My employer (and the insurance company that provides my ‘temporary disability’ paycheck) encourages women in my condition, so to speak, to take two weeks off prior to their due dates. I’m getting paid for these two weeks, and if I choose not to take them there is no option to tack them on to my post-baby leave, hence I decided to go ahead and take advantage of some summer vacation pre-baby, so to speak. The only downside, as my mother has pointed out, is that I now have no daily employment to distract me during the last days/weeks of pregnancy, which is indeed troublesome.
Luckily, there are a good number of things I wanted to accomplish pre-baby, and I’ve set about checking them off my list over the past week. Cloth diapers: check. Laundry and house cleaning: check. Food shopping and preparation: check. Resting, meditating, yoga, and general attempts at zen: more or less check. Socializing with some of my favorite people prior to the arrival of an infant: check.
Today I spent the afternoon in the city with a good friend, lunching and shopping (actually, she was shopping and I was following her around and sporadically purchasing things I didn’t really need, like dish towels, chocolate, and superfluous stationary) and generally enjoying a the lovely weather. As I left the city, the heavens opened and a series of summer storms commenced in sporadic succession.
There is something absolutely magical about this sort of violent barometric transformation (especially when one has just consumed a large amount of frozen chocolate, courtesy of L.A. Burdick). I remember a particular 4th of July when the much-anticipated fireworks had been rained out, and my brother and sister and I were beside ourselves with sulky disappointment. As evening fell, mocking with an overcast horizon, a storm rose over the harbor and became visible from the large windows in our living room. I remember us standing there, speechless and awed by the beauty and spectacle of roiling thunderheads and furious lightening, the urgent and maniacal demonstration of nature’s power over our heads.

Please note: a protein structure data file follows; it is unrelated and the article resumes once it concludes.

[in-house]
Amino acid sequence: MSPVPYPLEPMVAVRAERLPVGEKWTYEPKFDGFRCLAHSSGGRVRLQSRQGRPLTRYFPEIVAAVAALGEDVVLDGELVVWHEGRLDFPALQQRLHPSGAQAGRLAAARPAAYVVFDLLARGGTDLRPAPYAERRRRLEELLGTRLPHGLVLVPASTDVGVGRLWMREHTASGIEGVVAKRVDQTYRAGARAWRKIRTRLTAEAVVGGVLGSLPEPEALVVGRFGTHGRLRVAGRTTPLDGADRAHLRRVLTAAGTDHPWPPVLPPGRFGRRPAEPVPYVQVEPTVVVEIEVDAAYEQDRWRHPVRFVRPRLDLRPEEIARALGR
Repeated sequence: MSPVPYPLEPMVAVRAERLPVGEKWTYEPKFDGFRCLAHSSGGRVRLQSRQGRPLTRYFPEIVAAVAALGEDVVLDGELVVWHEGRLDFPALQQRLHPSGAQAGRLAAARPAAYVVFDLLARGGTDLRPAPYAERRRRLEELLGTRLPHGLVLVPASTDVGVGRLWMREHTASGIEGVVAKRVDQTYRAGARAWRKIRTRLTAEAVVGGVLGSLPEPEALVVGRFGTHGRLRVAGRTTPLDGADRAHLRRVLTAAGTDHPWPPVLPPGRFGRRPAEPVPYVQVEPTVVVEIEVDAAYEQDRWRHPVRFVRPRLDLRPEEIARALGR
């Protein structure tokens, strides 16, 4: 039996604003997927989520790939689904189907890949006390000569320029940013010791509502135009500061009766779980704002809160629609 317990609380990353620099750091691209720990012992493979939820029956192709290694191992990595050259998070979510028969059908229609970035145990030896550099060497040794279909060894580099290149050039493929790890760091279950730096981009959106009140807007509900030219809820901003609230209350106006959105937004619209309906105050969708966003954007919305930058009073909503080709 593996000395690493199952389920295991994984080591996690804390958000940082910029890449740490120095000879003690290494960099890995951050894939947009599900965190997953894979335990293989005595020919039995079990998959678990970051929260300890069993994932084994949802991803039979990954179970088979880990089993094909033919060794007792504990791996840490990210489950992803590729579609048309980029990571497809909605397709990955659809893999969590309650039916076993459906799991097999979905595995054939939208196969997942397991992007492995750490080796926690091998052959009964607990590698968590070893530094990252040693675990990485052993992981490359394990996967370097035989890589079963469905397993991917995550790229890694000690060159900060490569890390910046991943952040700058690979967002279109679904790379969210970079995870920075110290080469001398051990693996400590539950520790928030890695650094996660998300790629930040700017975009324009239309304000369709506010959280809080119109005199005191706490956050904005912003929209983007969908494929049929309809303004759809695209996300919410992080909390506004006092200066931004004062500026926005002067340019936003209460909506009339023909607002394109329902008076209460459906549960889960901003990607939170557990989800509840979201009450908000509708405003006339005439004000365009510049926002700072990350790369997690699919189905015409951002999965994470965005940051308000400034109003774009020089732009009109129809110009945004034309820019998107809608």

By the time I made it home the squalls had subsided somewhat, and the dog and I set out in the darkening twilight woods for a final walk of the day. My poor swollen, pregnant feet, sore from trekking the streets of Boston, are somehow always able to rally in the forest: this is a different kind of walking, over soft earth and roots and leaf mold, with the Jurassic frog-song and the soft, tropical weight of the summer night heavy against my shoulders.
So here ends my first week off. I said I wanted this time to get my feet underneath me and complete these final preparations, and so I have. Going forward, everything else is just gravy. Or, in other words: I’m ready now, baby, whenever you are.